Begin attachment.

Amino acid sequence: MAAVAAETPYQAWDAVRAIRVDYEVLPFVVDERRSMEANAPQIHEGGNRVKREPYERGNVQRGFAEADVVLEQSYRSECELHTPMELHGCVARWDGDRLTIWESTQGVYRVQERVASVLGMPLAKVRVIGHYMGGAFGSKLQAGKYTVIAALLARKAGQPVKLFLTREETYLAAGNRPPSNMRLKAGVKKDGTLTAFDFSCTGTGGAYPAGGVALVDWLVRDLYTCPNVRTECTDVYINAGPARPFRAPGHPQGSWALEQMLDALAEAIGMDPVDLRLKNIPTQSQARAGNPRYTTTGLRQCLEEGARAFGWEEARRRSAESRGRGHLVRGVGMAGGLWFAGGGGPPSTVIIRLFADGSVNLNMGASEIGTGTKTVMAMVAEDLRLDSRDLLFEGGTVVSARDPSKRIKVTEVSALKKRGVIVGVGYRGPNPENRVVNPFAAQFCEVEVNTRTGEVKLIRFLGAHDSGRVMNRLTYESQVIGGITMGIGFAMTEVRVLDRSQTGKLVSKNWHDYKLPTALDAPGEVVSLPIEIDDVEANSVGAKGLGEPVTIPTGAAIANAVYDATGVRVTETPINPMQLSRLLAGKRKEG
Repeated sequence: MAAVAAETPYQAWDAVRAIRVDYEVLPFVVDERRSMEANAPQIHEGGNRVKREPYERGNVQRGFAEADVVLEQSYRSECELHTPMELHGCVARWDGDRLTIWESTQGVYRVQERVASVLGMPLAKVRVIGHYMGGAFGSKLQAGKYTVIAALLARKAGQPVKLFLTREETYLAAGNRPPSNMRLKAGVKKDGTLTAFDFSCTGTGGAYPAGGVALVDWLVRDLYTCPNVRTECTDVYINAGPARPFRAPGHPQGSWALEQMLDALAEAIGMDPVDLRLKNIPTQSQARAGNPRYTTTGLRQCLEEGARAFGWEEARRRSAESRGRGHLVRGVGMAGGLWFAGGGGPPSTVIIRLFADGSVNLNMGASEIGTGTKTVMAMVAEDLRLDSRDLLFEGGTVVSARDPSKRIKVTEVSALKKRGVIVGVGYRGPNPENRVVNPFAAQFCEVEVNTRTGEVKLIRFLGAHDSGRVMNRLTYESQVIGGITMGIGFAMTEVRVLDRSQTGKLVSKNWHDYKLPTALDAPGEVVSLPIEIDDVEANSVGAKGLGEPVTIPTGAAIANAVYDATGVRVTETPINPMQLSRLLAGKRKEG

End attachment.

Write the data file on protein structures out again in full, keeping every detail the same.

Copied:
Amino acid sequence: MAAVAAETPYQAWDAVRAIRVDYEVLPFVVDERRSMEANAPQIHEGGNRVKREPYERGNVQRGFAEADVVLEQSYRSECELHTPMELHGCVARWDGDRLTIWESTQGVYRVQERVASVLGMPLAKVRVIGHYMGGAFGSKLQAGKYTVIAALLARKAGQPVKLFLTREETYLAAGNRPPSNMRLKAGVKKDGTLTAFDFSCTGTGGAYPAGGVALVDWLVRDLYTCPNVRTECTDVYINAGPARPFRAPGHPQGSWALEQMLDALAEAIGMDPVDLRLKNIPTQSQARAGNPRYTTTGLRQCLEEGARAFGWEEARRRSAESRGRGHLVRGVGMAGGLWFAGGGGPPSTVIIRLFADGSVNLNMGASEIGTGTKTVMAMVAEDLRLDSRDLLFEGGTVVSARDPSKRIKVTEVSALKKRGVIVGVGYRGPNPENRVVNPFAAQFCEVEVNTRTGEVKLIRFLGAHDSGRVMNRLTYESQVIGGITMGIGFAMTEVRVLDRSQTGKLVSKNWHDYKLPTALDAPGEVVSLPIEIDDVEANSVGAKGLGEPVTIPTGAAIANAVYDATGVRVTETPINPMQLSRLLAGKRKEG
Repeated sequence: MAAVAAETPYQAWDAVRAIRVDYEVLPFVVDERRSMEANAPQIHEGGNRVKREPYERGNVQRGFAEADVVLEQSYRSECELHTPMELHGCVARWDGDRLTIWESTQGVYRVQERVASVLGMPLAKVRVIGHYMGGAFGSKLQAGKYTVIAALLARKAGQPVKLFLTREETYLAAGNRPPSNMRLKAGVKKDGTLTAFDFSCTGTGGAYPAGGVALVDWLVRDLYTCPNVRTECTDVYINAGPARPFRAPGHPQGSWALEQMLDALAEAIGMDPVDLRLKNIPTQSQARAGNPRYTTTGLRQCLEEGARAFGWEEARRRSAESRGRGHLVRGVGMAGGLWFAGGGGPPSTVIIRLFADGSVNLNMGASEIGTGTKTVMAMVAEDLRLDSRDLLFEGGTVVSARDPSKRIKVTEVSALKKRGVIVGVGYRGPNPENRVVNPFAAQFCEVEVNTRTGEVKLIRFLGAHDSGRVMNRLTYESQVIGGITMGIGFAMTEVRVLDRSQTGKLVSKNWHDYKLPTALDAPGEVVSLPIEIDDVEANSVGAKGLGEPVTIPTGAAIANAVYDATGVRVTETPINPMQLSRLLAGKRKEG